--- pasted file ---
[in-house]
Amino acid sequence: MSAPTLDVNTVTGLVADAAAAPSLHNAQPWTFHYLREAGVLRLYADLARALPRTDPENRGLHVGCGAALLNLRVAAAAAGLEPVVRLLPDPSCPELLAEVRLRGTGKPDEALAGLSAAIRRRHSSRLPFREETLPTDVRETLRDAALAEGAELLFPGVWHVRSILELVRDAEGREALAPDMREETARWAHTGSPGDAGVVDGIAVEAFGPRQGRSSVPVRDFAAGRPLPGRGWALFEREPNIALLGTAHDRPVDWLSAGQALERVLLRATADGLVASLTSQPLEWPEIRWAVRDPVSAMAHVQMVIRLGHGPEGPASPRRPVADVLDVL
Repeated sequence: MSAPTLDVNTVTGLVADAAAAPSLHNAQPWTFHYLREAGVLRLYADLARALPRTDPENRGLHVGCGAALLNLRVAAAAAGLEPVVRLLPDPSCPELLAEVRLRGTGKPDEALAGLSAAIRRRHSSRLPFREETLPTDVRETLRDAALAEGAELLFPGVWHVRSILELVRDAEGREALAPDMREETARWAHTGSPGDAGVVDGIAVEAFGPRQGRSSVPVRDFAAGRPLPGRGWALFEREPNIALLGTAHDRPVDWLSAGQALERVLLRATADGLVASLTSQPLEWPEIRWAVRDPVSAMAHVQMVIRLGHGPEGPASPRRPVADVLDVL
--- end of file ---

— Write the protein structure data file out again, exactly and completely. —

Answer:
[in-house]
Amino acid sequence: MSAPTLDVNTVTGLVADAAAAPSLHNAQPWTFHYLREAGVLRLYADLARALPRTDPENRGLHVGCGAALLNLRVAAAAAGLEPVVRLLPDPSCPELLAEVRLRGTGKPDEALAGLSAAIRRRHSSRLPFREETLPTDVRETLRDAALAEGAELLFPGVWHVRSILELVRDAEGREALAPDMREETARWAHTGSPGDAGVVDGIAVEAFGPRQGRSSVPVRDFAAGRPLPGRGWALFEREPNIALLGTAHDRPVDWLSAGQALERVLLRATADGLVASLTSQPLEWPEIRWAVRDPVSAMAHVQMVIRLGHGPEGPASPRRPVADVLDVL
Repeated sequence: MSAPTLDVNTVTGLVADAAAAPSLHNAQPWTFHYLREAGVLRLYADLARALPRTDPENRGLHVGCGAALLNLRVAAAAAGLEPVVRLLPDPSCPELLAEVRLRGTGKPDEALAGLSAAIRRRHSSRLPFREETLPTDVRETLRDAALAEGAELLFPGVWHVRSILELVRDAEGREALAPDMREETARWAHTGSPGDAGVVDGIAVEAFGPRQGRSSVPVRDFAAGRPLPGRGWALFEREPNIALLGTAHDRPVDWLSAGQALERVLLRATADGLVASLTSQPLEWPEIRWAVRDPVSAMAHVQMVIRLGHGPEGPASPRRPVADVLDVL